Greenhouse Gas Emissions lead the charge in Perennial Better Future’s ESG survey


Emilie O’Neill

Greenhouse Gas (GHG) emissions and alignment with the Paris Agreement have displaced cyber security as the key ESG priority for companies over the next 12 to 18 months in the annual 2023 Perennial Better Future Survey.

Nearly half the respondents to the Survey selected GHG emissions as a top three issue. Emilie O’Neill, Co-Head of ESG and Equities Analyst of the Perennial Better Future Trust, said: “This may represent the increasing national focus on environmental concerns as well as global reporting standards increasingly prioritising environmental reporting.”

Cyber security was placed second and diversity and inclusion third in the Survey, O’Neill stated that an encouraging trend evident from the Survey was increased ESG accountability, with more dedicated ESG staff and increasing senior and board level oversight.

“ESG-based KPIs are increasingly more common, although the focus remains on STI (short-term incentive) KPIs. Pleasingly, 62 per cent of companies have ESG or sustainability as a specific KPI versus 45 per cent in 2022. But there is a significant size effect in the data, with 63 per cent of smaller companies indicating that they do not have remuneration associated with ESG as a KPI compared with 24 per cent of larger companies.”

She added that 75 per cent of companies now have a dedicated ESG/Sustainability person or team dedicated to ESG matters. “This represents an increase on 2022 results, in which 49 per cent had a dedicated resource – indicating the increasing importance corporates and other stakeholders place on these issues.

“The percentage of companies with a dedicated senior executive responsible for ESG/ Sustainability increased slightly to 78 per cent from 71 per cent in 2022, important for top-down accountability. Companies with a dedicated board member also increased to 50 per cent in 2023 from 44 per cent in 2022.”

O’Neill said that nearly two-thirds of companies believed that ESG and Sustainability provided profit opportunities for their business, while 83 per cent indicated tackling these issues meant additional costs. When asked how important respondents think ESG and Sustainability will be to their business in the next five to 10 years, they were ranked 7.5 out of 10.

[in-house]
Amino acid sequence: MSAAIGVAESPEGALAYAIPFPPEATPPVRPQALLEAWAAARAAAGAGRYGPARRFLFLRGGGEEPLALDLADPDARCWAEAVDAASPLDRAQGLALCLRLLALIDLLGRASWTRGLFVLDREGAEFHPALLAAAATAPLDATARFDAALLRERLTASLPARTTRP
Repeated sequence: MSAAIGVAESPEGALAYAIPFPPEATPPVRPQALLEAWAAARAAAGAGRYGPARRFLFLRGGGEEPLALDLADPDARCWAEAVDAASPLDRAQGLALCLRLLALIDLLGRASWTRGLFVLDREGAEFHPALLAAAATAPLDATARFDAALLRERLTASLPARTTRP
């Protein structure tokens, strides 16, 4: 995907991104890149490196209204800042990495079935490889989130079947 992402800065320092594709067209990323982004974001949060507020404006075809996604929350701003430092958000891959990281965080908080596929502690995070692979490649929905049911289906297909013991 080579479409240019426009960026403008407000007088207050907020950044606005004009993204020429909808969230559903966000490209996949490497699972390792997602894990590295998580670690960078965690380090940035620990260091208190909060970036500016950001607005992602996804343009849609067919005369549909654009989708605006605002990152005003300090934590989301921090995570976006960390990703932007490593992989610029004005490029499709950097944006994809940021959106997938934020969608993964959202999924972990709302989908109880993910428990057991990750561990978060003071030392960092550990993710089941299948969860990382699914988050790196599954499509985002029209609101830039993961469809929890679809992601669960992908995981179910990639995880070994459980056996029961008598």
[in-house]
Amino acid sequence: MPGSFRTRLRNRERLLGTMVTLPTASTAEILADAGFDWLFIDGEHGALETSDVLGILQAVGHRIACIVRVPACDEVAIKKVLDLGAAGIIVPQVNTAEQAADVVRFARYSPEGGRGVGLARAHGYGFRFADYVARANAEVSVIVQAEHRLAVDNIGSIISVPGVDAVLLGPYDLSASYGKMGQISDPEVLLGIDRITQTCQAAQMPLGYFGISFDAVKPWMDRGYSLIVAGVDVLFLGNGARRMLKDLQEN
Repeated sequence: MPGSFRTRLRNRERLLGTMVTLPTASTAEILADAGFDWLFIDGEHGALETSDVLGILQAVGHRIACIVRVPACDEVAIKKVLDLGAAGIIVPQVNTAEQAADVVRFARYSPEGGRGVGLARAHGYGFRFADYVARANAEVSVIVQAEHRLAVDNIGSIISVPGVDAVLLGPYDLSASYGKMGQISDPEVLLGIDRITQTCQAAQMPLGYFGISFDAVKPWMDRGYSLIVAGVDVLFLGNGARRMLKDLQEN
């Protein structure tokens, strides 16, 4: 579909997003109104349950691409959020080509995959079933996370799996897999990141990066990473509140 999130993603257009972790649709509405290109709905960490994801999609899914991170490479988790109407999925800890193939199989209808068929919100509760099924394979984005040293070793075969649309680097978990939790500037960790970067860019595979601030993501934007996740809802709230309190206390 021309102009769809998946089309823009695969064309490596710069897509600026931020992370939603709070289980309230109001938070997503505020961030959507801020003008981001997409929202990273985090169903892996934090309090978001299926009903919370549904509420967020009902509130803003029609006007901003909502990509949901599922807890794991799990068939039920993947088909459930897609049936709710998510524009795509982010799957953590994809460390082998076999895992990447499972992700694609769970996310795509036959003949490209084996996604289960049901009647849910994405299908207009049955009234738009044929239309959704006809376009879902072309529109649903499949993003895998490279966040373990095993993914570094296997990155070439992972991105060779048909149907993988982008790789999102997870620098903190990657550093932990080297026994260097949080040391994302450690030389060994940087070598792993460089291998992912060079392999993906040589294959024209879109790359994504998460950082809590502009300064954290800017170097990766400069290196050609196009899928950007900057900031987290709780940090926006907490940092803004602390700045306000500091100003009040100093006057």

She said due to the lack of globally consistent sustainability reporting methods, companies found it challenging to navigate reporting frameworks and information disclosure, although this was likely to be improved by the incoming ISSB (International Sustainability Standards Board) standards.

“Most respondents identified that ISSB will help to standardise ESG disclosures, while 13 per cent think it will increase the reporting burden for corporates. Additionally, 44 per cent agreed or strongly agreed that sustainability reporting has become burdensome, up from 33 per cent in 2022 and 2021.”

The survey found that GRI became the most used framework for reporting ESG information in 2023. Task Force for Climate-Related Financial Disclosures (TCFD) and Workplace Gender Equality Agency (WGEA) followed closely behind.

The use of Sustainability Accounting Standards Board (SASB) increased significantly on 2022, and the Taskforce on Nature-related Financial Disclosures (TNFD) remained a minority. This year, slightly less companies did not report ESG or sustainability related information aligned with reporting standards at 22 per cent.

Half the companies surveyed have a Reconciliation Action Plan (RAP), with another 16 per cent expect to launch a RAP in the next 18 months.

Achieving gender diversity targets at a board and executive level remain a key focus, with difficulties in finding gender diverse talent pools the biggest stumbling block.

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